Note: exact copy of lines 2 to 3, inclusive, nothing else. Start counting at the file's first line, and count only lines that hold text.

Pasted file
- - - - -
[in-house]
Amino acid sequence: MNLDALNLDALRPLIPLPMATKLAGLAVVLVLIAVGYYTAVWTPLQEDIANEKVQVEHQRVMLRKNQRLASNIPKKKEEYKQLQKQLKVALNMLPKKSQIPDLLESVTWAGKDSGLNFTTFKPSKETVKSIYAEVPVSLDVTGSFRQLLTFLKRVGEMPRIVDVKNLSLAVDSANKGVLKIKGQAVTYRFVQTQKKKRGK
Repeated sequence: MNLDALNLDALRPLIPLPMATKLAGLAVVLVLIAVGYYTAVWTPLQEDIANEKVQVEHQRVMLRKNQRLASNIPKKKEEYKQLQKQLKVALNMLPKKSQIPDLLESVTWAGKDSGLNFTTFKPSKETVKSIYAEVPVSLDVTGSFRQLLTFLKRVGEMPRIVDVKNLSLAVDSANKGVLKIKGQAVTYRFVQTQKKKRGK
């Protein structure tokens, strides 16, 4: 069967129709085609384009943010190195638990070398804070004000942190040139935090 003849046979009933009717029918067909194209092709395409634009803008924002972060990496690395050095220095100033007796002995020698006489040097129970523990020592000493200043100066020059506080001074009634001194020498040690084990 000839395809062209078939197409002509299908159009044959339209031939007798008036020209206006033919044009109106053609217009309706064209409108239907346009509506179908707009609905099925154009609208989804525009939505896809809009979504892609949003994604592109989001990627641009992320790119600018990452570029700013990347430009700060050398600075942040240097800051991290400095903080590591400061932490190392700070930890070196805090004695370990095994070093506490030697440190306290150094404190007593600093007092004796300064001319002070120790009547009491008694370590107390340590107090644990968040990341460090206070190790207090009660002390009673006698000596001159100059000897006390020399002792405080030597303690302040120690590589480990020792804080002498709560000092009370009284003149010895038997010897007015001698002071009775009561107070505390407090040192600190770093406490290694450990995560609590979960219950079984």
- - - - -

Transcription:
Amino acid sequence: MNLDALNLDALRPLIPLPMATKLAGLAVVLVLIAVGYYTAVWTPLQEDIANEKVQVEHQRVMLRKNQRLASNIPKKKEEYKQLQKQLKVALNMLPKKSQIPDLLESVTWAGKDSGLNFTTFKPSKETVKSIYAEVPVSLDVTGSFRQLLTFLKRVGEMPRIVDVKNLSLAVDSANKGVLKIKGQAVTYRFVQTQKKKRGK
Repeated sequence: MNLDALNLDALRPLIPLPMATKLAGLAVVLVLIAVGYYTAVWTPLQEDIANEKVQVEHQRVMLRKNQRLASNIPKKKEEYKQLQKQLKVALNMLPKKSQIPDLLESVTWAGKDSGLNFTTFKPSKETVKSIYAEVPVSLDVTGSFRQLLTFLKRVGEMPRIVDVKNLSLAVDSANKGVLKIKGQAVTYRFVQTQKKKRGK